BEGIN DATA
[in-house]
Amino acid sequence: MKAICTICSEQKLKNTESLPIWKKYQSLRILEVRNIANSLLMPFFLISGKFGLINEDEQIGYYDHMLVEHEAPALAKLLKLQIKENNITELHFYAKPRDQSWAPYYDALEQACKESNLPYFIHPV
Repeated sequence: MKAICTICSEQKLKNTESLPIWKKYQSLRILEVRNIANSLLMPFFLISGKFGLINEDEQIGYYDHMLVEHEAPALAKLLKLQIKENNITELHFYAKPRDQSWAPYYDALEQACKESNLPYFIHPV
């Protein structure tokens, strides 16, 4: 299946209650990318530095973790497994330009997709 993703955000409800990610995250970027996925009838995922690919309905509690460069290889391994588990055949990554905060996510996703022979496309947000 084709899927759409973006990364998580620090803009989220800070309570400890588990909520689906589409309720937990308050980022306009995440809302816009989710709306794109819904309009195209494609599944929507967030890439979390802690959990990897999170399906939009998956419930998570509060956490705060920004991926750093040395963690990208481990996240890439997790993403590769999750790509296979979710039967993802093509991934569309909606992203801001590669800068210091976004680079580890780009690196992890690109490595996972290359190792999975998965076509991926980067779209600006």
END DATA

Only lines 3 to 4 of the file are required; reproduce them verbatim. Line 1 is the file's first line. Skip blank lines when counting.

Repeated sequence: MKAICTICSEQKLKNTESLPIWKKYQSLRILEVRNIANSLLMPFFLISGKFGLINEDEQIGYYDHMLVEHEAPALAKLLKLQIKENNITELHFYAKPRDQSWAPYYDALEQACKESNLPYFIHPV
């Protein structure tokens, strides 16, 4: 299946209650990318530095973790497994330009997709 993703955000409800990610995250970027996925009838995922690919309905509690460069290889391994588990055949990554905060996510996703022979496309947000 084709899927759409973006990364998580620090803009989220800070309570400890588990909520689906589409309720937990308050980022306009995440809302816009989710709306794109819904309009195209494609599944929507967030890439979390802690959990990897999170399906939009998956419930998570509060956490705060920004991926750093040395963690990208481990996240890439997790993403590769999750790509296979979710039967993802093509991934569309909606992203801001590669800068210091976004680079580890780009690196992890690109490595996972290359190792999975998965076509991926980067779209600006």